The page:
Good morning, and Happy December!  I hope everyone had a safe and relaxing Thanksgiving break with family and friends.  Our turkey was delicious, but after eating leftovers for four days in a row I really don't miss it now that it's gone.  Now, the pumpkin pies my mom baked are another story altogether -- I could eat that pumpkin pie every day for breakfast and never get tired of it.

We made a start with Christmas decorating on Friday and Saturday, but on Sunday afternoon Anders went to Grammy's house for oil painting and cookie baking and Lars and I headed up to the sewing room.  Lars is pretty self-sufficient with his cross stitch project now, so I was able to work on Pieced Block No. 7 for my Jingle BOM project. 

I did have some setbacks with this block.  First of all, Erin Russek's pattern instructions are for traditional cutting methods where you cut out a square of a certain size and then cut it diagonally once (for half-square triangles or HSTs) or twice (for quarter-square triangles or QSTs).  I wanted to use my specialty rulers instead, which allow me to quickly and accurately cut these triangles from strips of fabric instead of first cutting squares -- but you have to know what size to make your strips first.  I cut my red poinsettia triangles too small the first time and had to recut them from wider strips.  But my biggest challenge with this block was figuring out how to cut those outer corner triangles accurately.  The directions called for making them as HSTs, but I wanted to fussy-cut them from a medallion motif on my fabric.  I cut my triangles way too small the first time, and worried that maybe the corner triangles were the right size and the rest of the block was all screwed up, but I finally figured it out.

Jingle BOM Pieced Block No. 7
Oh, and the spray starch!  Harriet Hargrave recommends starching each and every piecing seam throughout the construction of every block.  I grew up in the Age of Permanent Press Fabrics, and I didn't even own any starch until I bought some to prep applique shapes.  I tried starching my seams for the first time on this block and I am officially in love.  Not only did the starch get my seams to lay flatter once I'd pressed them open (and STAY flat as additional pieces were sewn onto the block), but I had a lot less trouble with bias edges of triangles stretching and distorting when everything was crisply starched.  My block finished at 9 1/2", just as it is supposed to, and my triangle points are as good as I can get them.  As the Pretty Woman once said, "Color me happy!"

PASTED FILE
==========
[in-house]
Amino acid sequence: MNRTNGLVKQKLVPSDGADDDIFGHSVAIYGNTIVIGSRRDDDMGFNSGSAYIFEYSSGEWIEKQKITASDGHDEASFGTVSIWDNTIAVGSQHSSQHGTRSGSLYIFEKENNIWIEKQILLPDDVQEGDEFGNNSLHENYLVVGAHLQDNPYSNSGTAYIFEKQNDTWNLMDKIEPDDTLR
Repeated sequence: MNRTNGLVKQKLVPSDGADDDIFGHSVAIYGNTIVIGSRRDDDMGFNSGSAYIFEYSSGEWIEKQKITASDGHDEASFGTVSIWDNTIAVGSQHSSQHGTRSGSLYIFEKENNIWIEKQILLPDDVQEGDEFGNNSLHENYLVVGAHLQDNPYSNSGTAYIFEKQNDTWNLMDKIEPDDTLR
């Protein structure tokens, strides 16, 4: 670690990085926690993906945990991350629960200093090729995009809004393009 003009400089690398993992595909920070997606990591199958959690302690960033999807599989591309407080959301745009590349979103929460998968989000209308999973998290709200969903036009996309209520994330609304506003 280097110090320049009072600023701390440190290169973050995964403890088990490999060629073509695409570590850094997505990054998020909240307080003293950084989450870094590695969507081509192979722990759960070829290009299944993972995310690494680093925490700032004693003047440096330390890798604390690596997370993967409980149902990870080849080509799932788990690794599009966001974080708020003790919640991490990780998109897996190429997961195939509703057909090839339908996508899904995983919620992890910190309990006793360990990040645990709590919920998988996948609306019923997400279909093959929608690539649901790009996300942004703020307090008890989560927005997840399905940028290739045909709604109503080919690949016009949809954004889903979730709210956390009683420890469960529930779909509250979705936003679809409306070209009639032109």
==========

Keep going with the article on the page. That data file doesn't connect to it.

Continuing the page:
I sewed this block on my Big 'Nina, the Bernina 750 QE, with foot #37D and Dual Feed engaged, Aurifil 50/2 thread, and a size 70 Microtex needle, stitch length 2.0.  (That's for my own benefit -- I often forget what worked for me last time and it's nice to be able to look back through my blog and find that information).

My husband says I need to finish decorating my Christmas trees so he can take the boxes out of the house today, and it's either laundry today or naked family tomorrow...  ;-)  I'm not sure whether I'll make it back into my sewing room before tomorrow, but here's what I'm cooking up for the next block so far:

Next Up: Jingle Pieced Block No. 6
Picking out fabrics is my favorite part!  Incidentally, the motif I'm centering in the red star for Block 6 is the same one I broke apart for my corner triangles on Block 7.

Have a wonderful Monday, everyone!  I'm linking up with Design Wall Monday on Judy's blog, Patchwork Times.  Pop over there to be inspired by what others are working on today.